The dream of wheelchair-bound congregants at Congregation Anshei Israel — to ascend to the bimah like everyone else — has become reality. The congregation’s new wheelchair-accessible ramp, which bridges the previous divide, was dedicated at a Saturday morning Shabbat service on March 24.
“I’ve been extremely frustrated that people who are wheelchair-bound couldn’t come up for an aliyah,” to bless the Torah, Rabbi Robert Eisen told the AJP. “I said ‘this is wrong.’ Members of the congregation stepped forward and started seeding the project,” believing they could make it happen, including the Melanie and Harris Amhowitz family, who endowed the project.
Alene Schwartz recalls helping to get a wheelchair-accessible ramp installed outside the building 30 years ago. And in 1999, when her daughter got married, “we had to drive around the building in what seemed like a maze to get on the bimah in my wheelchair,” says Schwartz.
In February, on the day the new ramp was completed, Schwartz was the first to navigate her wheelchair up the ramp. “For me,” she says, “it was a dream come true.”
Even more moving for her was the first Shabbat service the ramp was in use, “watching my friend Judy Schneider [being called] for an aliyah, being entrusted with the Torah and driving it around,” says Schwartz. “I didn’t realize how much it meant to me till I saw that. It hit me at the heart level.”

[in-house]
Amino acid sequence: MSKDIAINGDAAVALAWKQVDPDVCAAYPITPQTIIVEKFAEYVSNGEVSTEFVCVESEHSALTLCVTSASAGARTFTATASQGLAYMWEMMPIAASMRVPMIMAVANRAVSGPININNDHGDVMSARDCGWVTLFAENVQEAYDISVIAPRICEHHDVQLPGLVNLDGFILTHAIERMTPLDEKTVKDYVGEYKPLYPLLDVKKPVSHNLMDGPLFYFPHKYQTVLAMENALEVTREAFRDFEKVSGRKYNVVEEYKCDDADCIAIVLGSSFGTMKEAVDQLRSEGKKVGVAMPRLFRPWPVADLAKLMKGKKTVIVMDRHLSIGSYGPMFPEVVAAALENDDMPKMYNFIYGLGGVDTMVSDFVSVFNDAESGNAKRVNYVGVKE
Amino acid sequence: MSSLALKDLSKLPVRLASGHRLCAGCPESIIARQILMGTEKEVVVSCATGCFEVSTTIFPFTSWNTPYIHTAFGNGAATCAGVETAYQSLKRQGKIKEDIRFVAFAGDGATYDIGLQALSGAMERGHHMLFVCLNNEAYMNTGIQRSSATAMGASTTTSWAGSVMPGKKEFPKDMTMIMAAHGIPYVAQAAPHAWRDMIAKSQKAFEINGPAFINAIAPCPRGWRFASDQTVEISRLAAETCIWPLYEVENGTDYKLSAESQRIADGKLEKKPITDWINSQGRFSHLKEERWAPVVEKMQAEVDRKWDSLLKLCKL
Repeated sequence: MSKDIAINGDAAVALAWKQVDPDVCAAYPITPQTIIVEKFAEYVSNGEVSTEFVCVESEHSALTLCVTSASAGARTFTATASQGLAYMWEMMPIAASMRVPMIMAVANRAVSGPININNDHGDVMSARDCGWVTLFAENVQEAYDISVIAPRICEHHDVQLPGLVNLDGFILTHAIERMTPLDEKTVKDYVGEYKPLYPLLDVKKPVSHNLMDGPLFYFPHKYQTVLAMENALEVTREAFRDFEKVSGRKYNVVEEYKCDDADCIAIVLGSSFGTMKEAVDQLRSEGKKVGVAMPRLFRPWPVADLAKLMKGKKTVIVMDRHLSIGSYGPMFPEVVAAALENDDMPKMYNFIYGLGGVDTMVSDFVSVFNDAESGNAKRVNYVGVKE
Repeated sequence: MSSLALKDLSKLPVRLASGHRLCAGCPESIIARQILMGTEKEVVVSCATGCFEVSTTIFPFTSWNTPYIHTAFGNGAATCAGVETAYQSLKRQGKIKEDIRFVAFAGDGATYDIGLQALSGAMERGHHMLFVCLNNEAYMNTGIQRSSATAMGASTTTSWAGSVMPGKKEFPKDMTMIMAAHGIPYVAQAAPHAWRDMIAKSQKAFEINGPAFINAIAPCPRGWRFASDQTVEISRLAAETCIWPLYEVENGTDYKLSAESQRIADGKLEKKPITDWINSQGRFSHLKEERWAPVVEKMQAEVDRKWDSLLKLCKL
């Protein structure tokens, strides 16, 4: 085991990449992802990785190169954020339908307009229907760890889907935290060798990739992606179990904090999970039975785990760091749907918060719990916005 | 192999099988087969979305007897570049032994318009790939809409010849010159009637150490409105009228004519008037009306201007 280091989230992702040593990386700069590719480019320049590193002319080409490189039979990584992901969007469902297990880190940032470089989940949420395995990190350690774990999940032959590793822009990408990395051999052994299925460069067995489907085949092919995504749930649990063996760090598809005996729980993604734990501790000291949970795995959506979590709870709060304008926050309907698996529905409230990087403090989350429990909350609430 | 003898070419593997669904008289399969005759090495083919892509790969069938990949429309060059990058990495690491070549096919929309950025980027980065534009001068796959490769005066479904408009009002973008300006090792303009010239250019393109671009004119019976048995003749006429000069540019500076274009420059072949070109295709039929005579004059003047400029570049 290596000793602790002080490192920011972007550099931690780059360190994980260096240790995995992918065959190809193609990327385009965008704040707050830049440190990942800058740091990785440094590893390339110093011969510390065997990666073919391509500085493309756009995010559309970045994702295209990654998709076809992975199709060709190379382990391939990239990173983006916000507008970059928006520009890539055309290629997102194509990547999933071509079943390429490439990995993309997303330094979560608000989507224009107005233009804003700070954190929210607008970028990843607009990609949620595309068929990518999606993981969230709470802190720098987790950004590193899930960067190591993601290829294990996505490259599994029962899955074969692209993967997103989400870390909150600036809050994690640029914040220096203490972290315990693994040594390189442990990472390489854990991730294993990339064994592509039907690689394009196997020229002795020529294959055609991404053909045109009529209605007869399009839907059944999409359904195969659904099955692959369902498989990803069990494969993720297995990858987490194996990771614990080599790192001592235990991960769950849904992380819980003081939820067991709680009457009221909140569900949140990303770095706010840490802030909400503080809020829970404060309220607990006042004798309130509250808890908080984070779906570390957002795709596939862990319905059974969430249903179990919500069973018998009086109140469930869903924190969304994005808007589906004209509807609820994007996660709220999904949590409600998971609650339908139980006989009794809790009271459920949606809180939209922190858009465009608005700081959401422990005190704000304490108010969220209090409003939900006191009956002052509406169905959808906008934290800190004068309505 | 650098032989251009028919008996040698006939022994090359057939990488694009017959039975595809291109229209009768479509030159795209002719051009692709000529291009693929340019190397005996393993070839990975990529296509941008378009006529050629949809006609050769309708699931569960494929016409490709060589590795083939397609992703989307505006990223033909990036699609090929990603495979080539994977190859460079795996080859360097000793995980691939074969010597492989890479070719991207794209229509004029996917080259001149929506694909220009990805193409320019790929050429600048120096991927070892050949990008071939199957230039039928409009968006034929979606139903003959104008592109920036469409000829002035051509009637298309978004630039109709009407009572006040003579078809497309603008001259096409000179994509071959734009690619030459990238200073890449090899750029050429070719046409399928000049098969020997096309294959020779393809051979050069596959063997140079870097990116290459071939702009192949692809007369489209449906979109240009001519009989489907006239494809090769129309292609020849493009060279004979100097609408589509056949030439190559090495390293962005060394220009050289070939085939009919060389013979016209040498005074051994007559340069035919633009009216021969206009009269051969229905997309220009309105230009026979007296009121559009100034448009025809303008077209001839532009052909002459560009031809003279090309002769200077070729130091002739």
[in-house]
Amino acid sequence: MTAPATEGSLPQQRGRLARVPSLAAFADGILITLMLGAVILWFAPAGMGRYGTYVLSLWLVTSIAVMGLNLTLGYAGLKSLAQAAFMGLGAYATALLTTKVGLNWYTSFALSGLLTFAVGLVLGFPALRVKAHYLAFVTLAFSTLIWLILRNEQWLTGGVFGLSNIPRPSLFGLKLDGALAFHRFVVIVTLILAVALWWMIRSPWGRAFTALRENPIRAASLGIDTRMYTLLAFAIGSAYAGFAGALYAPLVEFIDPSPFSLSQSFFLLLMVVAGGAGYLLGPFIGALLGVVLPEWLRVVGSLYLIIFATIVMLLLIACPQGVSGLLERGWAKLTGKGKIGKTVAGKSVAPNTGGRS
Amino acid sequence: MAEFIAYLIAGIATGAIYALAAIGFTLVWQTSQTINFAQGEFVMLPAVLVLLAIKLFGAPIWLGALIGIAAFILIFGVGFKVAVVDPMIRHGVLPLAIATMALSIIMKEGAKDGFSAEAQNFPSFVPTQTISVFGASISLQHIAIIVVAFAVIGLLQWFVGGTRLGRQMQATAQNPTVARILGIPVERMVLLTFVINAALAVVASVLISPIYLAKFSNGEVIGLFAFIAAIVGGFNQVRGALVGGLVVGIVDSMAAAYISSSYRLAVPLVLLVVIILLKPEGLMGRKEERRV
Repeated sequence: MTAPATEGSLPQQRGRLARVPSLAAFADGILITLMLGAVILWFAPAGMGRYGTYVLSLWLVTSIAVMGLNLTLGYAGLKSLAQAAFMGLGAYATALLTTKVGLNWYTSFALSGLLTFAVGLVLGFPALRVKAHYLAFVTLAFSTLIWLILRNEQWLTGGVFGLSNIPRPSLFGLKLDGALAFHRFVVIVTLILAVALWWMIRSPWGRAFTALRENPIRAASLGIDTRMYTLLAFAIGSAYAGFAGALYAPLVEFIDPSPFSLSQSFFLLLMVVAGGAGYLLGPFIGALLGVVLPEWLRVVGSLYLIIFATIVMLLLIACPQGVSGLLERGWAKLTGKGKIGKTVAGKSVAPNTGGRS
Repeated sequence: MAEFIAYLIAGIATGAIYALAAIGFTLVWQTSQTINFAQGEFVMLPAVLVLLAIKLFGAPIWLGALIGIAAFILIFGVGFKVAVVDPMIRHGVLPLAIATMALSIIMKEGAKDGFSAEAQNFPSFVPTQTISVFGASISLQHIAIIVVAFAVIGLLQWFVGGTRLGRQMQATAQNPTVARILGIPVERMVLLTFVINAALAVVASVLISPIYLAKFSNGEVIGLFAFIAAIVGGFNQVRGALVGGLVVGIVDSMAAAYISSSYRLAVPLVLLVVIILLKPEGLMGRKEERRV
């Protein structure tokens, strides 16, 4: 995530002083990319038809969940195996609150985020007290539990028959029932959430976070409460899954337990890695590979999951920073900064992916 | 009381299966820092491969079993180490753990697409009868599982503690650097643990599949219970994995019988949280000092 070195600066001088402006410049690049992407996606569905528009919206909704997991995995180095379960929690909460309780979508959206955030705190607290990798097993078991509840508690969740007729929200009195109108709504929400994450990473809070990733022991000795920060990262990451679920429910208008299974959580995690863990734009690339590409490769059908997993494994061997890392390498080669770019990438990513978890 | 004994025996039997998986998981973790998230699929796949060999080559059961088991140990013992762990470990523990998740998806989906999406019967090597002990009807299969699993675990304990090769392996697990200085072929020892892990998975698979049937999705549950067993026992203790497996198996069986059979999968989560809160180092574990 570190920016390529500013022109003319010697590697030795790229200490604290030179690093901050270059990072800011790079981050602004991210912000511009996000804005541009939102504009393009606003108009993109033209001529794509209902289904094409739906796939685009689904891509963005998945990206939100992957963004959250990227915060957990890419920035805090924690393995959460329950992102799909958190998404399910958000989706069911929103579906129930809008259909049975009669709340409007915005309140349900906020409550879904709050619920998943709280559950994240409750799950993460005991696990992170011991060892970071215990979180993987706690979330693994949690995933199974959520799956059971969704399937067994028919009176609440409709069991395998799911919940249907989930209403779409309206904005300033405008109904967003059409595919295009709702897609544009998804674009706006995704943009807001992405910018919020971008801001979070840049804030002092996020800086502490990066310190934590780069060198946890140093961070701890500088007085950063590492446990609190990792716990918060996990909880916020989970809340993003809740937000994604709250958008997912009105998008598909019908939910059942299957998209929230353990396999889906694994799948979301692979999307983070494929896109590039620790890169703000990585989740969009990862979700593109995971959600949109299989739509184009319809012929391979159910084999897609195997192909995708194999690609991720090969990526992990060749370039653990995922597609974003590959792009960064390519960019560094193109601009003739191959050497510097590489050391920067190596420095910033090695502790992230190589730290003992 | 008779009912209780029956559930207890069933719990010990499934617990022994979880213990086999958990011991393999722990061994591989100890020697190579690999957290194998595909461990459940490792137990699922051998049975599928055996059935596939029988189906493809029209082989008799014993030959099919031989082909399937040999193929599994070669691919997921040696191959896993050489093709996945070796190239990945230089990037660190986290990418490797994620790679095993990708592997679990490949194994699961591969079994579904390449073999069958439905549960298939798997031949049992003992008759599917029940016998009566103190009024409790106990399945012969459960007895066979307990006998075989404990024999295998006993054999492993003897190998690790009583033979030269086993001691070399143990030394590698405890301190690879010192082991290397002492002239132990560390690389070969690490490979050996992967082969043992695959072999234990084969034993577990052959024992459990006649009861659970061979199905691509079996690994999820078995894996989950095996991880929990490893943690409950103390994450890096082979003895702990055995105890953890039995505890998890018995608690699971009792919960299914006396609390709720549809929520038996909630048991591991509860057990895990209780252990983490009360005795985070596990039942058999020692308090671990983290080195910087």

The service moved her to tears. “Instead of someone having to bring the Torah to those in wheelchairs, not being singled out that way, she was bringing the Torah to the whole community.”
Congregation Anshei Israel is “always trying to make services more accessible to everyone, not just spiritually but physically,” says Eisen. “As we’ve evolved we want to bring people closer to God. To renovate means to restore” a synagogue that’s been in its present location since 1969.
Abby Rosen, another Anshei Israel congregant, wrote a poem about her newfound ability to safely approach the bimah, titled “To Daven with Dignity: Baruchu”: Come closer to Me is what I hear/Calling each name so loud and clear/Rising toward heaven just to be near/To daven with dignity will be ever so dear.
“This poem reflects my true feelings about being able to get closer to God —at least physically. I am so pleased that my congregation supported this life-enhancing effort,” affirms Rosen.